Monday, August 3, 2015

Input needed on new ‘Heart’ website

If you were creating a map of Northwestern Ontario and northeastern Minnesota, what businesses, trails, and landmarks would you include?
That’s exactly what the “Heart of the Continent Partnership,” which now includes the Fort Frances Chamber of Commerce, will be asking area businesses and others in the near future.

HOCP is a project involving National Geographic and community partners that revolves around the creation of a website, which will be the “go-to place” for information about the region, increase global awareness of the unique attributes and assets of the region, and inspire sustainable tourism, especially from international visitors.
“The ‘Heart of the Continent Partnership’ is one of the best cross-border examples of co-operation I can think of,” Pete Schultz, director of the International Falls, Ranier and Rainy Lake Convention and Visitors Bureau, said during a cross-border brainstorming session last Wednesday evening at the AmericInn in the Falls.
“Several years ago, it was noticed that this portion of [the U.S.] has some of the oldest rock in the North American continent,” he noted.
“It’s the ‘heart’ of the continent; it’s where the continent was born with volcanic ash.”
Schultz said National Geographic recognized the significance of this geographic area, and its geologic formations, and set out to make it one of their destinations in the world.
“[It is] one of 17 that is featured in a website in an effort to promote it,” he noted.
Schultz added the HOCP started with defining a geographic area from Thunder Bay to Duluth, and up to International Falls and Fort Frances, and then enlisting the support of every community they could within that geographic area.
A loose-knit organization melded together when enough money (more than $200,000) was raised to jump in with National Geographic and fund development of this website.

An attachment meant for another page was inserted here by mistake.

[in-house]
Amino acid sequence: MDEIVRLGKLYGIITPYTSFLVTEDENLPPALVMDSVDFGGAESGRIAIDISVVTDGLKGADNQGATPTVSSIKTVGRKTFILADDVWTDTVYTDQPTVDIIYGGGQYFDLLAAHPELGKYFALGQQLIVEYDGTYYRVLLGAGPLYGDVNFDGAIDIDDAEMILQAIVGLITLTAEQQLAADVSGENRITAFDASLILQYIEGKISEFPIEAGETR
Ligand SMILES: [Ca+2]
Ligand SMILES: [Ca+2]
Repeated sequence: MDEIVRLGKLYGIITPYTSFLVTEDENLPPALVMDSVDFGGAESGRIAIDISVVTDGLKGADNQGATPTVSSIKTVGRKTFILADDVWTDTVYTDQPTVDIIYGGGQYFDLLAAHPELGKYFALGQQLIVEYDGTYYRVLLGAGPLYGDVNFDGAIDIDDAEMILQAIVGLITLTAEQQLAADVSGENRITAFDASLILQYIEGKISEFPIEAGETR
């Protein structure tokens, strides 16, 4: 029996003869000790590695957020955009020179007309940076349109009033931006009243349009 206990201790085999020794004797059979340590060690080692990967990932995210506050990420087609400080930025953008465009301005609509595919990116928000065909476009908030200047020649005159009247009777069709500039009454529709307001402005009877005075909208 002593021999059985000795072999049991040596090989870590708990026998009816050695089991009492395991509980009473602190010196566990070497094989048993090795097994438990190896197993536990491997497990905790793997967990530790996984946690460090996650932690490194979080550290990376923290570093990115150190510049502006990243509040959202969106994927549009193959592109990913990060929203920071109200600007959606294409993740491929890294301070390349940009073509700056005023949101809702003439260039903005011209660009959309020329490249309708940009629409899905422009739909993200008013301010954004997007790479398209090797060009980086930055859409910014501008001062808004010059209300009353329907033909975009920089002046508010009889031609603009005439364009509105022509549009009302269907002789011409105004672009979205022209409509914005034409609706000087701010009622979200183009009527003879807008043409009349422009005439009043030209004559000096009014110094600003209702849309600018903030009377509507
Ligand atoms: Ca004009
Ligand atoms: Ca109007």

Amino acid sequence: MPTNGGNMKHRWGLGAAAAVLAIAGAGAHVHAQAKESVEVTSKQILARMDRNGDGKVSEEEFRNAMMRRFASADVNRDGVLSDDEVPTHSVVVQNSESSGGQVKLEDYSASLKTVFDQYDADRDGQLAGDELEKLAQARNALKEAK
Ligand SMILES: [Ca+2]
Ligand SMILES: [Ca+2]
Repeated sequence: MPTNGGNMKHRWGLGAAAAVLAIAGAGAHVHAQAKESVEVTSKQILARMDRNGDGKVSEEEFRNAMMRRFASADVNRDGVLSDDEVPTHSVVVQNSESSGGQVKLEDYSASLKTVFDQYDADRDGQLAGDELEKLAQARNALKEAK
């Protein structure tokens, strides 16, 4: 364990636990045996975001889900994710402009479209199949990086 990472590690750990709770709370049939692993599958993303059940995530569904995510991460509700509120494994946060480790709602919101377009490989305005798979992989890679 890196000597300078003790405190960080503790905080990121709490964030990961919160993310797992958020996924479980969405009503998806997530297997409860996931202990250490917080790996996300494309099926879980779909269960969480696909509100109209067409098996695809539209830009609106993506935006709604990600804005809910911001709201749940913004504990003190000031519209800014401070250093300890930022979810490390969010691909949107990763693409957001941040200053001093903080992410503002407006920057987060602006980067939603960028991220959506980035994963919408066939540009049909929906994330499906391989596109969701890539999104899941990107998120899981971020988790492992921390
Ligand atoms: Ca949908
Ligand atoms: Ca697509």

In mid-February, Schultz said the HOCP met in Duluth and signed a contract with the National Geographic Society for a project that would map and highlight the area’s natural features, historic sites, bars, restaurants, and hotels in order to direct tourists here.
“We hope that will come about in time to promote tourism season next year for both sides of the border,” he remarked.
This is where the input will be needed.
Eric Johnson, a local outfitter who also sits on the design committee for the website mapping project, said that in the next week, he’ll be announcing some “training dates” on how to nominate different things that will be on it.
“The real onus is going to be on the business owners, the museums, the different people in charge of the trails—things that want to be on this website,” Johnson noted.
“The onus will be on that to nominate their own things to be on there.
“Us on the design team will look over those, make sure they’re up to standard, fact check and make sure everything is right, and then push them onto National Geographic,” he explained.
“National Geographic will have the final say on what is on the website,” Johnson stressed.
Johnson said they’re looking at about a six- to seven-month nomination period.
“Don’t feel bad if you don’t get on there by then,” he assured. “This is going to be an ongoing [process] as businesses die, grow, start.
“As things change in this area, things will change on the website.
“This will be an ongoing, living piece.”
Johnson said if people want to get a better idea of what the website will look like, visit
This is a National Geographic site which was made for Glacier National Park and Waterton National Park in Alberta, B.C., and Montana.
More information on the nomination process will be provided in the near future, said Johnson.
Annely Armstrong, manager of the Fort Frances Chamber of Commerce, told the Times last week that its interest in the HOCP began a year ago, when co-chairs Frank Jewell and Doug Franchot came to her to ask if the Chamber wanted to get involved.
After presenting this information to the board, Armstrong said a motion was made to support and pursue this endeavour.
Since then, Armstrong has done a lot of “boots on the ground” promotion for HOCP, including a brainstorming session last year, as well as regular updates since then.
“At that first brainstorming meeting with Doug, we also had Stephen Challis, president of the Rainy Lake Conservancy present, as it seemed people were confused about the [‘Path of the Voyageur’] project and the HOCP,” Armstrong recalled.
“We thought it was important to let everyone know they were both very different, yet both very important projects.”
Armstrong also has attended meetings in the Falls, made continual reports to the Chamber board, and most recently enlisted Chamber director Bob Hamilton to attend the HOCP site brainstorming sessions last month in Duluth.
The Chamber confirmed the dollar amount of its commitment to the HOCP at its monthly board meeting yesterday (Tuesday).
Going forward, Armstrong also is on the steering committee to help promote the HOCP launch in this area, along with others selected in each location within the “Heart of the Continent” area.
More information on the launch will be revealed shortly.

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